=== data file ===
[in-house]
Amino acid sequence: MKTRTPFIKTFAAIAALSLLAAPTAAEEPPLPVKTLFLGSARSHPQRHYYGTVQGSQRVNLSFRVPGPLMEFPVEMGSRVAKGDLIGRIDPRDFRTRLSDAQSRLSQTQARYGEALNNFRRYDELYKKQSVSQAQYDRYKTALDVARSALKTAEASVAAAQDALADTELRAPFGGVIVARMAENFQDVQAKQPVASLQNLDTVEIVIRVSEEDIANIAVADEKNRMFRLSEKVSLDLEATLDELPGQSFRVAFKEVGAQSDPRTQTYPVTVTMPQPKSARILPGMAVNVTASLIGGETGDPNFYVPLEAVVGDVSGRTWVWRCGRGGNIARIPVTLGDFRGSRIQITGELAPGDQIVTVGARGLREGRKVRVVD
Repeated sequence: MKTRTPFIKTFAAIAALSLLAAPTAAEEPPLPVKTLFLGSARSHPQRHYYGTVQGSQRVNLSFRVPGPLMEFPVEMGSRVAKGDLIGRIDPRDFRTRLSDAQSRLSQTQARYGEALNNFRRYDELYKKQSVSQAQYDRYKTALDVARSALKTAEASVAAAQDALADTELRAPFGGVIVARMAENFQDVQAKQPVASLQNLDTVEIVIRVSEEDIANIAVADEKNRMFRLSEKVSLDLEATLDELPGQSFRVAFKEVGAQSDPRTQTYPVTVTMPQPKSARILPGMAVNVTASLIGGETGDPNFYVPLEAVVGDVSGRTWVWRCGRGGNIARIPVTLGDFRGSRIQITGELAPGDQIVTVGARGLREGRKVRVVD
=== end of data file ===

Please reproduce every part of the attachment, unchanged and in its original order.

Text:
[in-house]
Amino acid sequence: MKTRTPFIKTFAAIAALSLLAAPTAAEEPPLPVKTLFLGSARSHPQRHYYGTVQGSQRVNLSFRVPGPLMEFPVEMGSRVAKGDLIGRIDPRDFRTRLSDAQSRLSQTQARYGEALNNFRRYDELYKKQSVSQAQYDRYKTALDVARSALKTAEASVAAAQDALADTELRAPFGGVIVARMAENFQDVQAKQPVASLQNLDTVEIVIRVSEEDIANIAVADEKNRMFRLSEKVSLDLEATLDELPGQSFRVAFKEVGAQSDPRTQTYPVTVTMPQPKSARILPGMAVNVTASLIGGETGDPNFYVPLEAVVGDVSGRTWVWRCGRGGNIARIPVTLGDFRGSRIQITGELAPGDQIVTVGARGLREGRKVRVVD
Repeated sequence: MKTRTPFIKTFAAIAALSLLAAPTAAEEPPLPVKTLFLGSARSHPQRHYYGTVQGSQRVNLSFRVPGPLMEFPVEMGSRVAKGDLIGRIDPRDFRTRLSDAQSRLSQTQARYGEALNNFRRYDELYKKQSVSQAQYDRYKTALDVARSALKTAEASVAAAQDALADTELRAPFGGVIVARMAENFQDVQAKQPVASLQNLDTVEIVIRVSEEDIANIAVADEKNRMFRLSEKVSLDLEATLDELPGQSFRVAFKEVGAQSDPRTQTYPVTVTMPQPKSARILPGMAVNVTASLIGGETGDPNFYVPLEAVVGDVSGRTWVWRCGRGGNIARIPVTLGDFRGSRIQITGELAPGDQIVTVGARGLREGRKVRVVD